A reply to F. Sionil Jose
The National Artist F. Sionil Jose has been kind to me personally and professionally; “Manong Frankie” was generous enough to write the foreword to my first book, about Rizal’s place in Southeast Asian nationalism. He even trusted me to edit his foreword; to fit the space the Singaporean publisher allotted for it, I had to reduce his draft by about a fourth. He had no complaints about my editing; on the contrary, he said the edited version read better than the original. I remember this act of egolessness now, with anguish and disbelief, after reading his ungrounded, uncharitable, unbecoming criticism of Maria Ressa’s Nobel Peace Prize.
FSJ was one of the “Grand Old Men” who helped me think through my book, and I paid him tribute both on my blog
and in the book itself. That’s the reason why I witnessed his steady support for the brutal Rodrigo Duterte in the last five years in pained silence; I was moved by the notion, misguided but I hope sincere, that the best I can do to honor our relationship was to ignore his excesses, and remember him as he had been in our exchanges. I ignored his many invitations to join Akademyang Filipino, and avoided his columns. I struggled to preserve his good reputation in my own eyes.
But his screed on Facebook against Maria finally pricked that protective bubble. I am under no illusion that calling him out much earlier would have changed his mind; we shared a great love of Rizal, and I understood his lifetime literary project as continuing Rizal’s work in spirit, but I was in no position to influence him. (It is possible, of course, that this thought may only be a preemptive defense of my long silence. Unlike me, my friend Nash Tysmans called him out early, and good.)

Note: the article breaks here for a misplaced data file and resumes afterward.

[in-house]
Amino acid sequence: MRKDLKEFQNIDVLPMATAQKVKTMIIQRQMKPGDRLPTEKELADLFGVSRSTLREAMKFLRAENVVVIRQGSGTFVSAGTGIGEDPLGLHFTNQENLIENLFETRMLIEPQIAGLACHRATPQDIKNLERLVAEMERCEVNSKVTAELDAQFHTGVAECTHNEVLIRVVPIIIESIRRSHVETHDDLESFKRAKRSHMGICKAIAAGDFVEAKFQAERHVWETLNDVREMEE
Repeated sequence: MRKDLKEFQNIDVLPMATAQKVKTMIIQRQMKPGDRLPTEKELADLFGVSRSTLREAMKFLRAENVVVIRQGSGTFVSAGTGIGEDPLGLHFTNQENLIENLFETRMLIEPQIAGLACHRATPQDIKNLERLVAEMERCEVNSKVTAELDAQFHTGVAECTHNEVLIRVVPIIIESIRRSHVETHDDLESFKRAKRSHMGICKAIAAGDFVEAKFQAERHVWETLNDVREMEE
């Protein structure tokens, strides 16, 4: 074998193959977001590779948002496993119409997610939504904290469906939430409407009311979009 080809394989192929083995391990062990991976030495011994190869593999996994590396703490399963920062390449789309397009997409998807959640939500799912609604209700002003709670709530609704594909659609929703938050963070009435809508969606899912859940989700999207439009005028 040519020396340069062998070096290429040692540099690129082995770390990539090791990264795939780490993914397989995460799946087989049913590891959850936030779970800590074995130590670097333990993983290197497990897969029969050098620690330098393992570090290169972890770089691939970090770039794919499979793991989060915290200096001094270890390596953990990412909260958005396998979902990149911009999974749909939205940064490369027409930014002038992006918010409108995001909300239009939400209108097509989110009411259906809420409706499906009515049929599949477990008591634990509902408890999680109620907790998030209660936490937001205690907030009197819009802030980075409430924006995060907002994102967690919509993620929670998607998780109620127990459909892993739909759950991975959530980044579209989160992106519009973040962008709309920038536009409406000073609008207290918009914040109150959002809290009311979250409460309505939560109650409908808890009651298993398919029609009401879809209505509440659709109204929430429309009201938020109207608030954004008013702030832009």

The bubble burst not only because Maria is a friend, a colleague I’ve known and respected for almost 20 years, a fearless leader among journalists, and now my new boss; or also because Maria wrote an expansive blurb for the same book that FSJ wrote the foreword for.
It burst because the truth could no longer be denied: The pain I feel in seeing Manong Frankie support Duterte comes from a sense of betrayal. FSJ betrayed Rizal’s highest ideals—and our friendship shaped by those ideals.
Rizal would have resisted the vicious regime of Rodrigo Duterte; he would have understood the violent braggart from Davao City as the slave-turned-tyrant he had warned us about; he would have done all in his considerable power to expose the social cancer that Duterte, as President, had become.